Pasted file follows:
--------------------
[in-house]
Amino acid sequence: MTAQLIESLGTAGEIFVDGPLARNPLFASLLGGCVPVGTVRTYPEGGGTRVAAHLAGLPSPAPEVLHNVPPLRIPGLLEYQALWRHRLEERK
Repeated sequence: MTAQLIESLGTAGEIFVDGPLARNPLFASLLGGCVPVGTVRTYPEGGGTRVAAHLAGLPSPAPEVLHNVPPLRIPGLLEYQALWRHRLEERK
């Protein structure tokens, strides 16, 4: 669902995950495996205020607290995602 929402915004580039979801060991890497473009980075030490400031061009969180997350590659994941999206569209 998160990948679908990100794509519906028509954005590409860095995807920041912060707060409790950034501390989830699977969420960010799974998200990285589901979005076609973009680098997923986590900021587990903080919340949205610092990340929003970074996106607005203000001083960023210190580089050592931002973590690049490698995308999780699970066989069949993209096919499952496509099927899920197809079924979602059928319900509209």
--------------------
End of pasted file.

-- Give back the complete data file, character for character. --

[in-house]
Amino acid sequence: MTAQLIESLGTAGEIFVDGPLARNPLFASLLGGCVPVGTVRTYPEGGGTRVAAHLAGLPSPAPEVLHNVPPLRIPGLLEYQALWRHRLEERK
Repeated sequence: MTAQLIESLGTAGEIFVDGPLARNPLFASLLGGCVPVGTVRTYPEGGGTRVAAHLAGLPSPAPEVLHNVPPLRIPGLLEYQALWRHRLEERK
């Protein structure tokens, strides 16, 4: 669902995950495996205020607290995602 929402915004580039979801060991890497473009980075030490400031061009969180997350590659994941999206569209 998160990948679908990100794509519906028509954005590409860095995807920041912060707060409790950034501390989830699977969420960010799974998200990285589901979005076609973009680098997923986590900021587990903080919340949205610092990340929003970074996106607005203000001083960023210190580089050592931002973590690049490698995308999780699970066989069949993209096919499952496509099927899920197809079924979602059928319900509209």